But even so, it seemed to have a slightly shrill tone to my ears. There's an exception to every rule. I suppose there's a 1425-1500 gm 18" out there that sounds incredible and breaks all the rules.
(haven't found it yet). My best 18" crash is a late 50's SSA small stamp at 1280 gm. Beautiful airy and smooth fast crash that plays well with both A's and K's. If you can find something like that at
$150 or under consider it a bargain. I'd value my 1280 gm at $175-$225 because it would take me years to find another like it. And I've seen some of the bigger Reverb cymbal retailers charge
up to $300 for perfect sounding 50's small or trans stamp 18's.
 
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1988fxlr

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If you are looking at buying a 17” off weight alone I have a couple and will attempt to give their weight equivalents in other sizes

My 17” trans stamp is 1108 grams and I would say it plays in between my 1264 gram 18” 60’s a and 1420 gram 18” late 50’s. Opens up very quickly, bright enough for 60’s sort of rock but not a lot of cut through for heavier stuff.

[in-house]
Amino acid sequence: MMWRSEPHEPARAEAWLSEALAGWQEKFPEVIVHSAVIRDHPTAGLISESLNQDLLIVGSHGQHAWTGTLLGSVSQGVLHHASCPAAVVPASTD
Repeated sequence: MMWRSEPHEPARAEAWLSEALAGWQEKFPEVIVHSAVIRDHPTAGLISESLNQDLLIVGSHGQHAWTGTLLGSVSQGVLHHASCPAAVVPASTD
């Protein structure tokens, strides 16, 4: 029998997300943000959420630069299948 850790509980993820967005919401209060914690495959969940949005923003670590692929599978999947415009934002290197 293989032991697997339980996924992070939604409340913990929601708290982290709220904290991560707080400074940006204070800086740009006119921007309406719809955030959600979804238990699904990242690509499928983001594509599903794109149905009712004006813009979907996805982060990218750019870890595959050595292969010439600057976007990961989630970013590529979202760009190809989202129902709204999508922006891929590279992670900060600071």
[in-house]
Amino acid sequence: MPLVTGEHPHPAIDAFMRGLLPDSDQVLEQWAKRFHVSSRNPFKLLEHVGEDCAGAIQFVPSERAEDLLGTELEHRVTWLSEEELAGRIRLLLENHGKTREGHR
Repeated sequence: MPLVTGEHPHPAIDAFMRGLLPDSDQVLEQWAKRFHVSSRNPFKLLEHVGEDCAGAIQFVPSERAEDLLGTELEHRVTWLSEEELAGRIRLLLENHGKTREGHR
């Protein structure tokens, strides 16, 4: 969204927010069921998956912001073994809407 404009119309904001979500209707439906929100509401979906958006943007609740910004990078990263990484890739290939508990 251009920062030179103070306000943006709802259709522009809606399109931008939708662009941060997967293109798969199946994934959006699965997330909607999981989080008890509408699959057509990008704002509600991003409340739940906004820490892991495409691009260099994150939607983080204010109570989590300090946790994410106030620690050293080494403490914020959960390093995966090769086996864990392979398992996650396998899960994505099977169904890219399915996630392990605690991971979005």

My 17” hollow logo (late 70’s/early 80’s) weighs 1386 grams and falls between the 1420 gram late 50’s and an 80’s Sabian aa medium I have that weighs 1612g. Still not a manhole cover by any means but can be ridden a little more without losing control and takes a little more authority to reach its full crash potential.

Comparing different A’s of even the same era and size is a bit of a shot in the dark bit hopefully this rant was in some way helpful
 

AtlantaDrumGuy

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I’d look for 60s to early 70s era Zildjians before the hollow logo. I’ve heard plenty good examples from that timeframe. Sometimes you may end up needing to go through a few until you get the right one, but that’s okay.

Also, if you’re not hung up on vintage, I’d easily consider a new current (but used) A thin or med-thin….which can sound great. I don’t think you can go wrong on the new ones. I have a pre-2013 med-thin version and still sounds great. (Mine would be like the second YouTube file below). I kinda dig that size too….not as splashy as a 16, but a little different than the standard 18” that everyone seems to have.